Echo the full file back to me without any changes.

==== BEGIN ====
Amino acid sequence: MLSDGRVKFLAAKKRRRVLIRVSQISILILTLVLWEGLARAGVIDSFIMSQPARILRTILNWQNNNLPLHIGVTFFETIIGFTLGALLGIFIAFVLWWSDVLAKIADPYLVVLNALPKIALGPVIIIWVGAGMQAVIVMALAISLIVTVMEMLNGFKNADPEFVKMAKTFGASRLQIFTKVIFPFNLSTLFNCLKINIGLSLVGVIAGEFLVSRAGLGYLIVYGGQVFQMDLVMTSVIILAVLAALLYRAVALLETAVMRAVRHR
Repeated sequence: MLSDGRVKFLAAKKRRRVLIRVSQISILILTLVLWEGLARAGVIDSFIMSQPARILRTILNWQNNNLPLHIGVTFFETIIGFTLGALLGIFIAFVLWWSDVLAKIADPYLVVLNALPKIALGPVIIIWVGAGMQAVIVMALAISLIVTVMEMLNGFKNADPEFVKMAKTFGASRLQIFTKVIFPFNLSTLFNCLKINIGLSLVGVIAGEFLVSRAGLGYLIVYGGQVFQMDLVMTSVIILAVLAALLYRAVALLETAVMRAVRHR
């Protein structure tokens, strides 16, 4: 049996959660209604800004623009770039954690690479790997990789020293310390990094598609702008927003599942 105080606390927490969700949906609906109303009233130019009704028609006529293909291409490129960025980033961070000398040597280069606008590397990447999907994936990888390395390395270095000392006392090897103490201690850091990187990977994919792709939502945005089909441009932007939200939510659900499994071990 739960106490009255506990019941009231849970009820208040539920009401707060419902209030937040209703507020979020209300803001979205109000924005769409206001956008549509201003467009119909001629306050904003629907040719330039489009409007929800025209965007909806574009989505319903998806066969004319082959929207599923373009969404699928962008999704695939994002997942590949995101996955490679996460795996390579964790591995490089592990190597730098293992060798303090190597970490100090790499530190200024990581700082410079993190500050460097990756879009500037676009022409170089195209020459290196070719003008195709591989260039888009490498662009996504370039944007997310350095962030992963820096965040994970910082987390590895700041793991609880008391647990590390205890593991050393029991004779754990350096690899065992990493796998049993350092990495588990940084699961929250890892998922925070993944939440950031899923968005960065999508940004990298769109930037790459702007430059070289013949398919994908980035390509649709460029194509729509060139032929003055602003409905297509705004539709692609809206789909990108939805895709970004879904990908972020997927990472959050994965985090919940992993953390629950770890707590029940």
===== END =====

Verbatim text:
Amino acid sequence: MLSDGRVKFLAAKKRRRVLIRVSQISILILTLVLWEGLARAGVIDSFIMSQPARILRTILNWQNNNLPLHIGVTFFETIIGFTLGALLGIFIAFVLWWSDVLAKIADPYLVVLNALPKIALGPVIIIWVGAGMQAVIVMALAISLIVTVMEMLNGFKNADPEFVKMAKTFGASRLQIFTKVIFPFNLSTLFNCLKINIGLSLVGVIAGEFLVSRAGLGYLIVYGGQVFQMDLVMTSVIILAVLAALLYRAVALLETAVMRAVRHR
Repeated sequence: MLSDGRVKFLAAKKRRRVLIRVSQISILILTLVLWEGLARAGVIDSFIMSQPARILRTILNWQNNNLPLHIGVTFFETIIGFTLGALLGIFIAFVLWWSDVLAKIADPYLVVLNALPKIALGPVIIIWVGAGMQAVIVMALAISLIVTVMEMLNGFKNADPEFVKMAKTFGASRLQIFTKVIFPFNLSTLFNCLKINIGLSLVGVIAGEFLVSRAGLGYLIVYGGQVFQMDLVMTSVIILAVLAALLYRAVALLETAVMRAVRHR
């Protein structure tokens, strides 16, 4: 049996959660209604800004623009770039954690690479790997990789020293310390990094598609702008927003599942 105080606390927490969700949906609906109303009233130019009704028609006529293909291409490129960025980033961070000398040597280069606008590397990447999907994936990888390395390395270095000392006392090897103490201690850091990187990977994919792709939502945005089909441009932007939200939510659900499994071990 739960106490009255506990019941009231849970009820208040539920009401707060419902209030937040209703507020979020209300803001979205109000924005769409206001956008549509201003467009119909001629306050904003629907040719330039489009409007929800025209965007909806574009989505319903998806066969004319082959929207599923373009969404699928962008999704695939994002997942590949995101996955490679996460795996390579964790591995490089592990190597730098293992060798303090190597970490100090790499530190200024990581700082410079993190500050460097990756879009500037676009022409170089195209020459290196070719003008195709591989260039888009490498662009996504370039944007997310350095962030992963820096965040994970910082987390590895700041793991609880008391647990590390205890593991050393029991004779754990350096690899065992990493796998049993350092990495588990940084699961929250890892998922925070993944939440950031899923968005960065999508940004990298769109930037790459702007430059070289013949398919994908980035390509649709460029194509729509060139032929003055602003409905297509705004539709692609809206789909990108939805895709970004879904990908972020997927990472959050994965985090919940992993953390629950770890707590029940």